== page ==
Can architecture heal a city?

HAMBURG, Germany — Into a skyline dominated by the cranes loading and unloading the thousands of tons of goods that pass through its port each day, Hamburg is erecting an ambitious concert complex topped by an undulating clear glass roof.

The projected cost of Elbphilharmonie has tripled in recent months to 323 million euros, roughly half a billion dollars, but project officials have staunchly defended the expense. The complex, they say, is more than an arts venue: It will give the city a fresh identity and help unite what is one of Germany’s most socially divided populations.

“This is a segregated city with completely different worlds from more slum-like parts to more suburban settings,” said Elbphilharmonie's artistic director, Christoph Lieben-Suetter. “This [building] is exactly what is needed here: a bit of grand craziness.”

The complex, which is scheduled to open in 2012, will tower 300 feet atop a huge triangular-shaped warehouse on the waterfront that dates from the 17th century. The new structure will be all glass with a roof of glass waves designed by renowned architectural firm Herzog and de Meuron, which also designed the distinctive "bird's nest" Olympic stadium in Beijing.

Hamburg is one of Germany’s wealthiest cities but for centuries has been run largely by merchants who have “tended to think about the bottom line,” Lieben-Suetter said. “Hamburg does not have its Eiffel Tower, its Bilboa Museum or its Guggenheim.”

The port, the second largest in Europe, is set on the Elbe River and its tributaries, creating isolated pockets that are mostly home to immigrant populations from Eastern Europe, Turkey and Afghanistan. One such enclave, Harburg, is where the extremist Mohamed Atta and the so-called Hamburg Cell planned the Sept. 11, 2001, attacks. Critics of the Elbphilharmonie say the money going into the complex would be better spent on upgrading social services and infrastructure in poor neighborhoods. Just three short train stops from the complex, across the river in the mostly poor immigrant enclave of Wilhelmsburg, buildings are run down and many unemployed people spend their days on the street, drinking.

“Even though Wilhelmsburg is only two kilometers from the Elbphilharmonie it’s a disconnected part of town,” said Martin Bialluch a representative for the opposition left-wing party in Hamburg. “People here are socially marginalized,” he added. “For them the Elbphilharmonie doesn’t change anything in their lives except that the few of them that have a job know where their tax money goes.”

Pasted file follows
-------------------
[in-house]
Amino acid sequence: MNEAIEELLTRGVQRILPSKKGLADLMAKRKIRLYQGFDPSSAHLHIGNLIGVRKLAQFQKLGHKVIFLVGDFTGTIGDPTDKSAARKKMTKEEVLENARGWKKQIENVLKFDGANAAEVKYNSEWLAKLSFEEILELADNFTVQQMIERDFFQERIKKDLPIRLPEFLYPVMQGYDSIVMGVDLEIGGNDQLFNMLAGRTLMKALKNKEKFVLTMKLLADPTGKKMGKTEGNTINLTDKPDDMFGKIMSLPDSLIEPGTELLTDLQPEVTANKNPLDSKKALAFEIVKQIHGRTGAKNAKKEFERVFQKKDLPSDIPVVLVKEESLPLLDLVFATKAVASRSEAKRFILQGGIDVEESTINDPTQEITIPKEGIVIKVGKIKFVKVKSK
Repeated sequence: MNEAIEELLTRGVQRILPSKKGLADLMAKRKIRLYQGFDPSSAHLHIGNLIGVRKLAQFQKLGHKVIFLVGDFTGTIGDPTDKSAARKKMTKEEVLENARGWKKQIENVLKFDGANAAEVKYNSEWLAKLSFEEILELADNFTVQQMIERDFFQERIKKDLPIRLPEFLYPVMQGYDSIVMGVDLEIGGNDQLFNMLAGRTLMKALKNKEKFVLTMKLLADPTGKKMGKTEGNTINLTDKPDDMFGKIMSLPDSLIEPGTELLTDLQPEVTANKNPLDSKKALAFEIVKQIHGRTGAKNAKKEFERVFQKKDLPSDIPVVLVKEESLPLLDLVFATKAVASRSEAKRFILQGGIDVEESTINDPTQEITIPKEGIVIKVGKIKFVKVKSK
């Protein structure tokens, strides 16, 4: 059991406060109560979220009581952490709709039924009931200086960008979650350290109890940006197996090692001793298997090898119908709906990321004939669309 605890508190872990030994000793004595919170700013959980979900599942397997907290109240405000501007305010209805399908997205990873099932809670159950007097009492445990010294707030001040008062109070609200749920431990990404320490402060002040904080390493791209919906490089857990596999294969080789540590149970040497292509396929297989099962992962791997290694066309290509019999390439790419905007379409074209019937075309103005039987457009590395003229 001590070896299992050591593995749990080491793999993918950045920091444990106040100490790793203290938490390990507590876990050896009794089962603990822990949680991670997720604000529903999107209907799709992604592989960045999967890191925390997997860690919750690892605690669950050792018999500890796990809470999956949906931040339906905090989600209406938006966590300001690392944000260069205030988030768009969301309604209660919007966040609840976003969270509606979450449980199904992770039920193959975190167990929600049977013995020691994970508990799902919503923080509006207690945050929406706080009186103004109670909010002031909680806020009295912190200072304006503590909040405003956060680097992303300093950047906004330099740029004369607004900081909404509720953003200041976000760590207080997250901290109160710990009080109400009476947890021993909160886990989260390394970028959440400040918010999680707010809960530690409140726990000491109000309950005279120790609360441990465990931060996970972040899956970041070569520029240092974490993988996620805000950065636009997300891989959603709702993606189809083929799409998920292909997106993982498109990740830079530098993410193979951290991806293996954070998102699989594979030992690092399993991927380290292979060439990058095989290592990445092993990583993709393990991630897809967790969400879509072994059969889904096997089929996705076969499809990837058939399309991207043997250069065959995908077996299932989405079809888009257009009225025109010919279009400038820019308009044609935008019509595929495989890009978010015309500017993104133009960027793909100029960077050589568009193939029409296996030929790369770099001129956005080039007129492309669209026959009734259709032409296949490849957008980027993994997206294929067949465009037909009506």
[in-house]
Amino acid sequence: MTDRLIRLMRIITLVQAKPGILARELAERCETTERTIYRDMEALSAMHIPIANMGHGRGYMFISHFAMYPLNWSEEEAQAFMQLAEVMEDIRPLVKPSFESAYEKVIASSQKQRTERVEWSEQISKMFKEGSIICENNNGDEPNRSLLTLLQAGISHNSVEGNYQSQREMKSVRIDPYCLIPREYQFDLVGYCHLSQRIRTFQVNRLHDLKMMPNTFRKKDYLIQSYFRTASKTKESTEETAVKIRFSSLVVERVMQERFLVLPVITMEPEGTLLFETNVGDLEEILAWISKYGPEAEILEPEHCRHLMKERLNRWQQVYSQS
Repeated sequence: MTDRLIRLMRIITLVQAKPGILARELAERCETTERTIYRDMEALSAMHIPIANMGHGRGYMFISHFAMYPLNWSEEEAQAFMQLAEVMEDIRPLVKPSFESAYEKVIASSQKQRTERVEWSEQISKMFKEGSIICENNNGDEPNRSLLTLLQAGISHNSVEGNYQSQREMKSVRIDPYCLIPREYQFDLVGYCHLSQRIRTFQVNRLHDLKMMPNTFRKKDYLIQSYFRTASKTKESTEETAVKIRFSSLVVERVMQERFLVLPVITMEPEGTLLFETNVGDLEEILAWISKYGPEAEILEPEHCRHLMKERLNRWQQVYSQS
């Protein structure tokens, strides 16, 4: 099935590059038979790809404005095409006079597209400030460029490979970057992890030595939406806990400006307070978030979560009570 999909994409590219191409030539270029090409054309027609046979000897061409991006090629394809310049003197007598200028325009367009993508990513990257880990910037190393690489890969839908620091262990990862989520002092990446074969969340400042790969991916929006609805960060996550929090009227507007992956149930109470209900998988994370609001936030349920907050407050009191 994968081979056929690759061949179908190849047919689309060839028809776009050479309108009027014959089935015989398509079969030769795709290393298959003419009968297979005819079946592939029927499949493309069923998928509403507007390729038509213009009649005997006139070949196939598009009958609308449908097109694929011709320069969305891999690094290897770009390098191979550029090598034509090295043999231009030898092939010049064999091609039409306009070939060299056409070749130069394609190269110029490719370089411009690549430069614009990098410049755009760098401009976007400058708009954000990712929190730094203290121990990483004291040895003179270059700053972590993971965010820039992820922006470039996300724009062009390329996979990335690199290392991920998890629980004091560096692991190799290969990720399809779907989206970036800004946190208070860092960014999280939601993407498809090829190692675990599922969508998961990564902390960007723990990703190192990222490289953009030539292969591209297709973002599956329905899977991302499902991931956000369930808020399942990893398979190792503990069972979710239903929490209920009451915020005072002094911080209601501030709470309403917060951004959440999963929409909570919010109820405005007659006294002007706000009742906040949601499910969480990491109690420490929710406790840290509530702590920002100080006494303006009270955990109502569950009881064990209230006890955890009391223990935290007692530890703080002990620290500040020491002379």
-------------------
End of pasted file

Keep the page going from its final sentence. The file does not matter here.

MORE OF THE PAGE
A Turkish woman in Wilhelmsburg who gave her name as Misharef said she had not even heard of the Elbphilharmonie. “All I know is that life here is getting harder,” she said.

The Elbphilharmonie, which will contain three concert halls plus a 250-room hotel, luxury condominiums and a giant parking garage, is one part of a larger urban planning project, called HafenCity, to convert hundreds of warehouses in Hamburg’s old port into luxury apartments, offices and shops. Construction on the project started in 1989 and will continue through 2015. City officials say it is currently the biggest construction site in all Europe.

Hamburg already has a rich musical tradition with several orchestras and an opera company. It is where composer George Frideric Handel started his career some 300 years ago, playing violin and harpsichord for an orchestra. Still the city is not considered one of the world’s classical music capitals, like Vienna, London or New York. The Elbphilharmonie could help change that. “We expect that with more concerts taking place musicians will flock to the city,” said Eduard Schwen, who builds string instruments at the G. Winterling workshop in Hamburg’s old town. “We hope there will be more and more orders for our instruments,” he added.

Still many Hamburgers are outraged at the recent announcement that with the need for added facilities and unexpected construction problems the cost of the complex would increase three-fold. But Elbphilharmonie artistic director Lieben-Suetter brushed aside the complaints, saying the cost is the price one pays for having a unique landmark.

“It's what happens whenever you try to build a world wonder that has never been built before, using new materials in new ways,” he said. “It’s the same wherever you go — from the pyramids to the Sydney Opera House — it’s very difficult to keep those kind of special projects in tight budgets.”